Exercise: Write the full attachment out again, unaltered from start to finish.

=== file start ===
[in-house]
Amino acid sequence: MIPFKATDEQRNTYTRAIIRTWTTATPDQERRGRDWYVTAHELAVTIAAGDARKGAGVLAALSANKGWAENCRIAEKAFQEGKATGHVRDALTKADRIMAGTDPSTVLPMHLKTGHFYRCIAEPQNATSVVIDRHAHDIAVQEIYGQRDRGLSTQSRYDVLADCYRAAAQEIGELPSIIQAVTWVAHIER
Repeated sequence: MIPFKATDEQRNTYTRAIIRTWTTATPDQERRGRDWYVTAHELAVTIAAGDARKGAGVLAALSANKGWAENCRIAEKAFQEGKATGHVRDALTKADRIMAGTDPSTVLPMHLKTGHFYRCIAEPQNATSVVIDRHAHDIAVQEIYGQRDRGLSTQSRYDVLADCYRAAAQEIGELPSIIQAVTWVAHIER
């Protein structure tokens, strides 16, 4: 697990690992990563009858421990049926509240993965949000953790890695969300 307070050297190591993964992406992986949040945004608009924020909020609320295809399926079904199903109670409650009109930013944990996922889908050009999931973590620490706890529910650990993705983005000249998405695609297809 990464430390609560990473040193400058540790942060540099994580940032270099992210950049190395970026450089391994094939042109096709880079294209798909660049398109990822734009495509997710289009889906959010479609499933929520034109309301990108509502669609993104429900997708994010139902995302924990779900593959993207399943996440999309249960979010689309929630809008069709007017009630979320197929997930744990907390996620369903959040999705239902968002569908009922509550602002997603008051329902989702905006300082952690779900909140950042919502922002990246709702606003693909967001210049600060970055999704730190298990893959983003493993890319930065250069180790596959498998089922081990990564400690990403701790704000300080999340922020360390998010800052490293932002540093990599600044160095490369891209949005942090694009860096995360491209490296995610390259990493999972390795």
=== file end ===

[in-house]
Amino acid sequence: MIPFKATDEQRNTYTRAIIRTWTTATPDQERRGRDWYVTAHELAVTIAAGDARKGAGVLAALSANKGWAENCRIAEKAFQEGKATGHVRDALTKADRIMAGTDPSTVLPMHLKTGHFYRCIAEPQNATSVVIDRHAHDIAVQEIYGQRDRGLSTQSRYDVLADCYRAAAQEIGELPSIIQAVTWVAHIER
Repeated sequence: MIPFKATDEQRNTYTRAIIRTWTTATPDQERRGRDWYVTAHELAVTIAAGDARKGAGVLAALSANKGWAENCRIAEKAFQEGKATGHVRDALTKADRIMAGTDPSTVLPMHLKTGHFYRCIAEPQNATSVVIDRHAHDIAVQEIYGQRDRGLSTQSRYDVLADCYRAAAQEIGELPSIIQAVTWVAHIER
């Protein structure tokens, strides 16, 4: 697990690992990563009858421990049926509240993965949000953790890695969300 307070050297190591993964992406992986949040945004608009924020909020609320295809399926079904199903109670409650009109930013944990996922889908050009999931973590620490706890529910650990993705983005000249998405695609297809 990464430390609560990473040193400058540790942060540099994580940032270099992210950049190395970026450089391994094939042109096709880079294209798909660049398109990822734009495509997710289009889906959010479609499933929520034109309301990108509502669609993104429900997708994010139902995302924990779900593959993207399943996440999309249960979010689309929630809008069709007017009630979320197929997930744990907390996620369903959040999705239902968002569908009922509550602002997603008051329902989702905006300082952690779900909140950042919502922002990246709702606003693909967001210049600060970055999704730190298990893959983003493993890319930065250069180790596959498998089922081990990564400690990403701790704000300080999340922020360390998010800052490293932002540093990599600044160095490369891209949005942090694009860096995360491209490296995610390259990493999972390795």